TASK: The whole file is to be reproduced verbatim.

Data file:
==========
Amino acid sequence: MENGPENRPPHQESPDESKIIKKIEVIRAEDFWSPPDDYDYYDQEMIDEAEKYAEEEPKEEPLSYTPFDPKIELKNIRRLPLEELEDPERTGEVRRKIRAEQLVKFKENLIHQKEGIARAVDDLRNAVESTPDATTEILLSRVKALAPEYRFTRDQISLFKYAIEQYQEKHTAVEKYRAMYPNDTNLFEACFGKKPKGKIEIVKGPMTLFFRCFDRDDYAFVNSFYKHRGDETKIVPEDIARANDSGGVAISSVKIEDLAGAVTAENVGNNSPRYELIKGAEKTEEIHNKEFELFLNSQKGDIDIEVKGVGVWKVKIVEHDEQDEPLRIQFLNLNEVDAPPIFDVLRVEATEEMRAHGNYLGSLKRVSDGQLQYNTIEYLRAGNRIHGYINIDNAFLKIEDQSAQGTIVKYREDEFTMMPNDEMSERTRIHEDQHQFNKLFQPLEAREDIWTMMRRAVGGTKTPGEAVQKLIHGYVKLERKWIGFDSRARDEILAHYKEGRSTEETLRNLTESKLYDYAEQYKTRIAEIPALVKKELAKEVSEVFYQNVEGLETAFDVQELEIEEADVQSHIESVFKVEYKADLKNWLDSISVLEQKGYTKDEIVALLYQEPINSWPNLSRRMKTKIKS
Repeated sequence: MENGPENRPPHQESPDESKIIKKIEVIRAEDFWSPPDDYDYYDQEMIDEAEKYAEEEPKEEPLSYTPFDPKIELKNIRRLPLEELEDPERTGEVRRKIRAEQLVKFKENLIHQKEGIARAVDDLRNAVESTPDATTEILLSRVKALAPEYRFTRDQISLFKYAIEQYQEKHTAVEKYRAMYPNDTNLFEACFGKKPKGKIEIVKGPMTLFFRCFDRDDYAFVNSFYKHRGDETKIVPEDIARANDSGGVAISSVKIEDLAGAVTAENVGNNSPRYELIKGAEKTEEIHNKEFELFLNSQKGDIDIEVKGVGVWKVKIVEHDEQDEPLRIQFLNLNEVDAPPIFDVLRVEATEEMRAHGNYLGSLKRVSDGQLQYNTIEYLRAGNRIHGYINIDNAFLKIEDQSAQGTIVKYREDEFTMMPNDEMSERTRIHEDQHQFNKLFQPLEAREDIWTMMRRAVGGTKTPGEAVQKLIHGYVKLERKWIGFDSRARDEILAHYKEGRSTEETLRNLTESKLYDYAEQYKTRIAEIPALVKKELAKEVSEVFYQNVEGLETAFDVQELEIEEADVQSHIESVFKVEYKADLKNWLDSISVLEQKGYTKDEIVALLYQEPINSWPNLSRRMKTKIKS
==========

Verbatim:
Amino acid sequence: MENGPENRPPHQESPDESKIIKKIEVIRAEDFWSPPDDYDYYDQEMIDEAEKYAEEEPKEEPLSYTPFDPKIELKNIRRLPLEELEDPERTGEVRRKIRAEQLVKFKENLIHQKEGIARAVDDLRNAVESTPDATTEILLSRVKALAPEYRFTRDQISLFKYAIEQYQEKHTAVEKYRAMYPNDTNLFEACFGKKPKGKIEIVKGPMTLFFRCFDRDDYAFVNSFYKHRGDETKIVPEDIARANDSGGVAISSVKIEDLAGAVTAENVGNNSPRYELIKGAEKTEEIHNKEFELFLNSQKGDIDIEVKGVGVWKVKIVEHDEQDEPLRIQFLNLNEVDAPPIFDVLRVEATEEMRAHGNYLGSLKRVSDGQLQYNTIEYLRAGNRIHGYINIDNAFLKIEDQSAQGTIVKYREDEFTMMPNDEMSERTRIHEDQHQFNKLFQPLEAREDIWTMMRRAVGGTKTPGEAVQKLIHGYVKLERKWIGFDSRARDEILAHYKEGRSTEETLRNLTESKLYDYAEQYKTRIAEIPALVKKELAKEVSEVFYQNVEGLETAFDVQELEIEEADVQSHIESVFKVEYKADLKNWLDSISVLEQKGYTKDEIVALLYQEPINSWPNLSRRMKTKIKS
Repeated sequence: MENGPENRPPHQESPDESKIIKKIEVIRAEDFWSPPDDYDYYDQEMIDEAEKYAEEEPKEEPLSYTPFDPKIELKNIRRLPLEELEDPERTGEVRRKIRAEQLVKFKENLIHQKEGIARAVDDLRNAVESTPDATTEILLSRVKALAPEYRFTRDQISLFKYAIEQYQEKHTAVEKYRAMYPNDTNLFEACFGKKPKGKIEIVKGPMTLFFRCFDRDDYAFVNSFYKHRGDETKIVPEDIARANDSGGVAISSVKIEDLAGAVTAENVGNNSPRYELIKGAEKTEEIHNKEFELFLNSQKGDIDIEVKGVGVWKVKIVEHDEQDEPLRIQFLNLNEVDAPPIFDVLRVEATEEMRAHGNYLGSLKRVSDGQLQYNTIEYLRAGNRIHGYINIDNAFLKIEDQSAQGTIVKYREDEFTMMPNDEMSERTRIHEDQHQFNKLFQPLEAREDIWTMMRRAVGGTKTPGEAVQKLIHGYVKLERKWIGFDSRARDEILAHYKEGRSTEETLRNLTESKLYDYAEQYKTRIAEIPALVKKELAKEVSEVFYQNVEGLETAFDVQELEIEEADVQSHIESVFKVEYKADLKNWLDSISVLEQKGYTKDEIVALLYQEPINSWPNLSRRMKTKIKS